IMELDA HENKIN, Deputy Director (Management) of the United Nations Population Fund (UNFPA), briefed the Council on the latest developments regarding ongoing efforts to improve the quality of the Common Country Assessment (CCA) and the United Nations Development Assistance Framework (UNDAF). She said the CCA and the UNDAF had been introduced in 1999 as part of the Secretary-General's reform initiative, aimed, among other things, at making the United Nations system more effective and efficient at the country level.

    She said in preparation for the triennial policy review, an external evaluation of the CCA and UNDAF processes had been undertaken. With three years of experience, she was pleased to announce that some 105 CCAs and some 63 UNDAFs had been completed. Some new guidelines that had emerged included a more focused view of the importance of broad-based national participation in in-depth analysis of development challenges through the CCA, under the overall guidance and leadership of governments. She added that, with the approval of the harmonized programme approval process by the Executive Boards of UNFPA, the United Nations Development Programme (UNDP) and UNICEF, the CCA and UNDAF exercises were now fully integrated into the country level programme formulation processes of the three agencies.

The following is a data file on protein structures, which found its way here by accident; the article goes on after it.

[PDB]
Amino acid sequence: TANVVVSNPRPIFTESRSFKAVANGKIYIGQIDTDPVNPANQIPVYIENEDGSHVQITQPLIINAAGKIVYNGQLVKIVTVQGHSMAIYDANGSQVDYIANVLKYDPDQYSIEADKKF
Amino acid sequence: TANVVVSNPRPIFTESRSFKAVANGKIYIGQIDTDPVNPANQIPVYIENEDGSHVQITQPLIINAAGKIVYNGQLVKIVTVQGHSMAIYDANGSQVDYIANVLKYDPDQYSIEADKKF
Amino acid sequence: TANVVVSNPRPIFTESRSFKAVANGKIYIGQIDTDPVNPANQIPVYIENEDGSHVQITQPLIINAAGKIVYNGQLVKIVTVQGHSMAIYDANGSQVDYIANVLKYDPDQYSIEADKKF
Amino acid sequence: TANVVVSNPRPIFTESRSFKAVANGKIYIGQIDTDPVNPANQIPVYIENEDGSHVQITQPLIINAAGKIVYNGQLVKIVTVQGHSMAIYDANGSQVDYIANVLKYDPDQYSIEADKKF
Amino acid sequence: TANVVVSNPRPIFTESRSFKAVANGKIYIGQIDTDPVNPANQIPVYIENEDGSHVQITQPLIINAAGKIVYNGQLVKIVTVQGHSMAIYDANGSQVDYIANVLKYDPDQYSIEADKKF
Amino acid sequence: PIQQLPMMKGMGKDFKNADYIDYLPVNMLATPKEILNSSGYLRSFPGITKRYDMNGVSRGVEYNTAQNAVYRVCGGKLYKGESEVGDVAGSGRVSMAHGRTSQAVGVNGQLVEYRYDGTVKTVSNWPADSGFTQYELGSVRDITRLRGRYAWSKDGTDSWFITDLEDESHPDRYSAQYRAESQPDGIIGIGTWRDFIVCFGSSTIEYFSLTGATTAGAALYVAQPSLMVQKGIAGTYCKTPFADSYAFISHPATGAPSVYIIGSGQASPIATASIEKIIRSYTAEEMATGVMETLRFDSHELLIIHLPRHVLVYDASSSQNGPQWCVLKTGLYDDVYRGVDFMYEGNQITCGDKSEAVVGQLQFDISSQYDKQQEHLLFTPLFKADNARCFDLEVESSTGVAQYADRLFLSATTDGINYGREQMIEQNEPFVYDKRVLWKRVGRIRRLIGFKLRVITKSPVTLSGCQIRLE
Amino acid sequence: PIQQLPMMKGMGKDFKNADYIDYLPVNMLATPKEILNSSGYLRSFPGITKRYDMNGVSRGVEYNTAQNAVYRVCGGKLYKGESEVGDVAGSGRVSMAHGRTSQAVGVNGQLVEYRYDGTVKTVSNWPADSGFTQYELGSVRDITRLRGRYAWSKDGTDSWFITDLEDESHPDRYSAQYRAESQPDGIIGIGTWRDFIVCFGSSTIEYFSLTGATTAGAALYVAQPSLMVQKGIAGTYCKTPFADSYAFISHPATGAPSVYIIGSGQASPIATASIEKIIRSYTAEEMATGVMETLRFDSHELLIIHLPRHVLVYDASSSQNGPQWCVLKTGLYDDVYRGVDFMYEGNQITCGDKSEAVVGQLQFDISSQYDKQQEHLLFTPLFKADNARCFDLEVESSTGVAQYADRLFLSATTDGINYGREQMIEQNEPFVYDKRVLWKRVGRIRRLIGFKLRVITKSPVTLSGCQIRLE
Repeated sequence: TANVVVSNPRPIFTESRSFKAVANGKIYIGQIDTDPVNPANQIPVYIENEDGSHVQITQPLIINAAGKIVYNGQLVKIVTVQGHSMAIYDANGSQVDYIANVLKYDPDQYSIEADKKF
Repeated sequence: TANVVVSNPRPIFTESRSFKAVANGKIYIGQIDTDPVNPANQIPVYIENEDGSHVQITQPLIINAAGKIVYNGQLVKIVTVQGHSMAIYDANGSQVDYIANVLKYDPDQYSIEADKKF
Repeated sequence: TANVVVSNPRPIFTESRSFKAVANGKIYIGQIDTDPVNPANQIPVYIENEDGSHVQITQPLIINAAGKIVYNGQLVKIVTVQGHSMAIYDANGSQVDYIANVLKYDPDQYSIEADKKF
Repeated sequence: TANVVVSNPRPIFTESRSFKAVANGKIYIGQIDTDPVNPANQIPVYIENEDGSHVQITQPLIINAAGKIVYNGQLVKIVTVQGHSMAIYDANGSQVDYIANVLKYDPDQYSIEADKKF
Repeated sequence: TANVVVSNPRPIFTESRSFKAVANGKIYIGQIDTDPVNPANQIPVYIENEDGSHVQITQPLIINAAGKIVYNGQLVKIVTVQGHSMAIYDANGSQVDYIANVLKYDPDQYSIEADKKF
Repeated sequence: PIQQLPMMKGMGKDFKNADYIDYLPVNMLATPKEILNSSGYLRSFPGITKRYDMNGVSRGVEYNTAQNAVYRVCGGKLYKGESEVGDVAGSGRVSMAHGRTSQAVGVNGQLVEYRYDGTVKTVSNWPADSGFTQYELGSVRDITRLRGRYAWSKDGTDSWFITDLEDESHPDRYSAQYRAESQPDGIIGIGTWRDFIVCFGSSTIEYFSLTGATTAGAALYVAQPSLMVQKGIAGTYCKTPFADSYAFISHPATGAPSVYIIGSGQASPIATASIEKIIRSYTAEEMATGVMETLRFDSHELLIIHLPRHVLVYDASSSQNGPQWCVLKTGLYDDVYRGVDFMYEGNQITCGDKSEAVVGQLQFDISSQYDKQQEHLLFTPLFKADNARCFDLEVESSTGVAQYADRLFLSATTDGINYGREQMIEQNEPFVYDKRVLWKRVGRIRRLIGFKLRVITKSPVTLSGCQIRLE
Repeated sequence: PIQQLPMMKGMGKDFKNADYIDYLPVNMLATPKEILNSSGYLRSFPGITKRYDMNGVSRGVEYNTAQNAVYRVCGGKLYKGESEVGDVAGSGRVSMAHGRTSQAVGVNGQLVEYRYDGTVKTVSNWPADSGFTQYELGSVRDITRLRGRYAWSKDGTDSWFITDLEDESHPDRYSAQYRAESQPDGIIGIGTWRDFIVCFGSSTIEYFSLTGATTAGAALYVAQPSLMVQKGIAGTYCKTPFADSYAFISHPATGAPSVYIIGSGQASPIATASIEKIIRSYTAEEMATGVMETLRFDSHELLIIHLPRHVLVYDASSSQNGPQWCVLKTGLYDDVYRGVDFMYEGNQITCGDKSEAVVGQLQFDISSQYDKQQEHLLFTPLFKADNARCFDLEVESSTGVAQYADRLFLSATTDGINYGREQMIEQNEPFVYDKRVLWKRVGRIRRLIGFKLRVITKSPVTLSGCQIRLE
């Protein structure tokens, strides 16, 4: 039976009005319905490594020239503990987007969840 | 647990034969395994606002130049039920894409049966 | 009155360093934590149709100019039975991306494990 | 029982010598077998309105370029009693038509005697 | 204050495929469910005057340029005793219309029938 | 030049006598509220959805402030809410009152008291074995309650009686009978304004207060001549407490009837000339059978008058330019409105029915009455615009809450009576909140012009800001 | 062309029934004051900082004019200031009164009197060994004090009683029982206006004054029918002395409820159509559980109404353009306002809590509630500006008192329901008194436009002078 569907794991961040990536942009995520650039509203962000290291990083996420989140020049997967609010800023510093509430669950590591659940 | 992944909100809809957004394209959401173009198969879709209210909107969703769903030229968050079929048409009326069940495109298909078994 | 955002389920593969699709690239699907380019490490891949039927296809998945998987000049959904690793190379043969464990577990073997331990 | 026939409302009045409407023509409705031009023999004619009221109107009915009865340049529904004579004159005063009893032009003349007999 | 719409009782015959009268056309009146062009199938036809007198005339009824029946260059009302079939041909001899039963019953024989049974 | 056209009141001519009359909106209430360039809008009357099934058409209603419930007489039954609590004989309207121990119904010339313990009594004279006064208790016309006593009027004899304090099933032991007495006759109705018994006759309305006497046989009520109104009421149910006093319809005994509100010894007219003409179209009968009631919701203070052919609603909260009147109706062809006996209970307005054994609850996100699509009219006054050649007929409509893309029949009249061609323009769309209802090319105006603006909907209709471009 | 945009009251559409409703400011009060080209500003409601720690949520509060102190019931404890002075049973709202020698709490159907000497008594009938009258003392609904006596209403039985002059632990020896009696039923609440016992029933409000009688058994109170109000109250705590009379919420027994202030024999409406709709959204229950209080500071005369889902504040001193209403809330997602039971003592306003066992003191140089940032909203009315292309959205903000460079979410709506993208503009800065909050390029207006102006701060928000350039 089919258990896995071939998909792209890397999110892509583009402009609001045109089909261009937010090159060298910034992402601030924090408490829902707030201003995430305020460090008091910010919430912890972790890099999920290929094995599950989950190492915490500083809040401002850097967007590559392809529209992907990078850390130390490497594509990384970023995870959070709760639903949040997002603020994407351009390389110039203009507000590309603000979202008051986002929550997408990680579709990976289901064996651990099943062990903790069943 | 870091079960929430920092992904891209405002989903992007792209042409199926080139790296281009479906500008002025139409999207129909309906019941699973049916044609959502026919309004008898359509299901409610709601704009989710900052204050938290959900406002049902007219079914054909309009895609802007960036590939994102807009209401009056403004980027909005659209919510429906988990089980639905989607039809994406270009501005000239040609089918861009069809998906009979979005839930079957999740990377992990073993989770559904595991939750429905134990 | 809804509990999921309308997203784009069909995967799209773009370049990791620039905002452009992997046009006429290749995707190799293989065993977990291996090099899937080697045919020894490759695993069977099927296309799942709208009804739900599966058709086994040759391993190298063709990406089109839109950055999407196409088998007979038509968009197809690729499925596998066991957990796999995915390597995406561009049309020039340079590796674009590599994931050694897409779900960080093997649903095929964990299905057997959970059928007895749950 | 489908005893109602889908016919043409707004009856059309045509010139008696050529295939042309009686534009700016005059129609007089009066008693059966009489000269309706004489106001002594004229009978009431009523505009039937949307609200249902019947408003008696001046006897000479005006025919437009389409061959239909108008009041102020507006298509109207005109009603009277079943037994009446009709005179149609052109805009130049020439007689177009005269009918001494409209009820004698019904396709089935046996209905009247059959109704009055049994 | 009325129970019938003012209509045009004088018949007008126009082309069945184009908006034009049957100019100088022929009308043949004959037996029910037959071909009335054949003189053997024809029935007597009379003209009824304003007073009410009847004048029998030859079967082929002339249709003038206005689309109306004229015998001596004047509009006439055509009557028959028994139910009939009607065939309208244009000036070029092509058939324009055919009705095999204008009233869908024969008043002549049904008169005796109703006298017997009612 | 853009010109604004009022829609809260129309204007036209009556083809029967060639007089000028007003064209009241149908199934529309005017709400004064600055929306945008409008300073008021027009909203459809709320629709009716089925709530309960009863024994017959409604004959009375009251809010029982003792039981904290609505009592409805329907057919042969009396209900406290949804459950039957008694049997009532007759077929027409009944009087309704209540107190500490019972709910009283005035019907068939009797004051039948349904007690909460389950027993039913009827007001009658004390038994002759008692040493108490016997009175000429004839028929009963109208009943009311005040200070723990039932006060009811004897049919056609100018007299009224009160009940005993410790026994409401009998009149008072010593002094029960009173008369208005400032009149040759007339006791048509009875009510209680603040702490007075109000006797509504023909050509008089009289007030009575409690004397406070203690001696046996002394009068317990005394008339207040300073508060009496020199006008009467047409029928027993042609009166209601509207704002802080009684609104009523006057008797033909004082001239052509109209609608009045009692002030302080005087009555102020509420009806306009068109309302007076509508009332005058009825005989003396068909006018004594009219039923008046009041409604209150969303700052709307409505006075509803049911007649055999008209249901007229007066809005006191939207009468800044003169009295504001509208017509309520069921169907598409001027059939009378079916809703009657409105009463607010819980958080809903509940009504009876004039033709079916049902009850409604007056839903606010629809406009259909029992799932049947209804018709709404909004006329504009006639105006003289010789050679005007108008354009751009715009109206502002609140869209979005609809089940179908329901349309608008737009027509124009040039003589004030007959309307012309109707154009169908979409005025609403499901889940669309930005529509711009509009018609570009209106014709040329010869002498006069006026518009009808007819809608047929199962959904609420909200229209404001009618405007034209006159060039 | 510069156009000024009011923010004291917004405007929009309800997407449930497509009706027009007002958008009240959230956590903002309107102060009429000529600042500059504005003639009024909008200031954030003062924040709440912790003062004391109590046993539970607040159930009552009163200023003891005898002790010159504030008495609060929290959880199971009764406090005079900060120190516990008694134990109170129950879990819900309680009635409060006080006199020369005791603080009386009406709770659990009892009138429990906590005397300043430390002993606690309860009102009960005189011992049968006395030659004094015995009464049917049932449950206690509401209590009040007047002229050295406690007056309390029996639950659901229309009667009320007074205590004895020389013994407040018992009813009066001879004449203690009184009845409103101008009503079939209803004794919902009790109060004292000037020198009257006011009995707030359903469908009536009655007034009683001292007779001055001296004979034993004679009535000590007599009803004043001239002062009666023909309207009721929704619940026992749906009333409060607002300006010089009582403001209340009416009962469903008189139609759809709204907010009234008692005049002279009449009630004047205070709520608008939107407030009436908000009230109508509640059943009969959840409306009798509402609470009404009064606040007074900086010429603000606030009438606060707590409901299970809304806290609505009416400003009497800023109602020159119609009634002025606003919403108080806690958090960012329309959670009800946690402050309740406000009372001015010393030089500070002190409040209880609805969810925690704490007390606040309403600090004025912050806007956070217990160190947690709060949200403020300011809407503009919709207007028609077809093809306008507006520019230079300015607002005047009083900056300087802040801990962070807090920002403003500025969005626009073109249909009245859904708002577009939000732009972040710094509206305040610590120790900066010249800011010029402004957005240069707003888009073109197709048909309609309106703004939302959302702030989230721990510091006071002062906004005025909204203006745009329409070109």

She concluded her statement by providing statistics on the gender profile of the United Nations Resident Coordinators. In an effort to improve the gender balance, in the Resident Coordinator system, she said the United Nations Development Group (UNDG) member organizations had agreed earlier this year to propose at least 50 per cent women candidates for assessment. However, the number of female Resident Coordinators remained low, at around 26 per cent of the total.